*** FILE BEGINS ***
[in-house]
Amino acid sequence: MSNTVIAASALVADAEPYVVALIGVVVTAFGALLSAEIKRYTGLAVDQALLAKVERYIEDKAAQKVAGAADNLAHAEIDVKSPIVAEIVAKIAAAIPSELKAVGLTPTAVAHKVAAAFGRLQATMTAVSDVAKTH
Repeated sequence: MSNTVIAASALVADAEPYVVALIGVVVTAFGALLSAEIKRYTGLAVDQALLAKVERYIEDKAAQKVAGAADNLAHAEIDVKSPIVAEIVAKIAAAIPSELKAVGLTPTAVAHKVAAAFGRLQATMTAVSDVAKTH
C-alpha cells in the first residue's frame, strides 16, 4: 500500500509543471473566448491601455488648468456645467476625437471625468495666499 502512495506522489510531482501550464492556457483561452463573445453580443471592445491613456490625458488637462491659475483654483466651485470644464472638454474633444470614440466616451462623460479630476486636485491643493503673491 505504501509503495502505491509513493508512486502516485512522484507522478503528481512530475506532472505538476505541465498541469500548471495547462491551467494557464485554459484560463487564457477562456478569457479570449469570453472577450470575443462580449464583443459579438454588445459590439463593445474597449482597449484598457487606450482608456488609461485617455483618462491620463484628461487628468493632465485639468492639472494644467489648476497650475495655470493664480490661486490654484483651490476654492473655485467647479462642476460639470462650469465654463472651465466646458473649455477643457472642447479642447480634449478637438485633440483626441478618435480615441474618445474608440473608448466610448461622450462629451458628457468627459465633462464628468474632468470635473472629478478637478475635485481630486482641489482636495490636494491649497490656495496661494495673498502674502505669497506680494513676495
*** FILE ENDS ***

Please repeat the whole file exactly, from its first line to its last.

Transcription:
[in-house]
Amino acid sequence: MSNTVIAASALVADAEPYVVALIGVVVTAFGALLSAEIKRYTGLAVDQALLAKVERYIEDKAAQKVAGAADNLAHAEIDVKSPIVAEIVAKIAAAIPSELKAVGLTPTAVAHKVAAAFGRLQATMTAVSDVAKTH
Repeated sequence: MSNTVIAASALVADAEPYVVALIGVVVTAFGALLSAEIKRYTGLAVDQALLAKVERYIEDKAAQKVAGAADNLAHAEIDVKSPIVAEIVAKIAAAIPSELKAVGLTPTAVAHKVAAAFGRLQATMTAVSDVAKTH
C-alpha cells in the first residue's frame, strides 16, 4: 500500500509543471473566448491601455488648468456645467476625437471625468495666499 502512495506522489510531482501550464492556457483561452463573445453580443471592445491613456490625458488637462491659475483654483466651485470644464472638454474633444470614440466616451462623460479630476486636485491643493503673491 505504501509503495502505491509513493508512486502516485512522484507522478503528481512530475506532472505538476505541465498541469500548471495547462491551467494557464485554459484560463487564457477562456478569457479570449469570453472577450470575443462580449464583443459579438454588445459590439463593445474597449482597449484598457487606450482608456488609461485617455483618462491620463484628461487628468493632465485639468492639472494644467489648476497650475495655470493664480490661486490654484483651490476654492473655485467647479462642476460639470462650469465654463472651465466646458473649455477643457472642447479642447480634449478637438485633440483626441478618435480615441474618445474608440473608448466610448461622450462629451458628457468627459465633462464628468474632468470635473472629478478637478475635485481630486482641489482636495490636494491649497490656495496661494495673498502674502505669497506680494513676495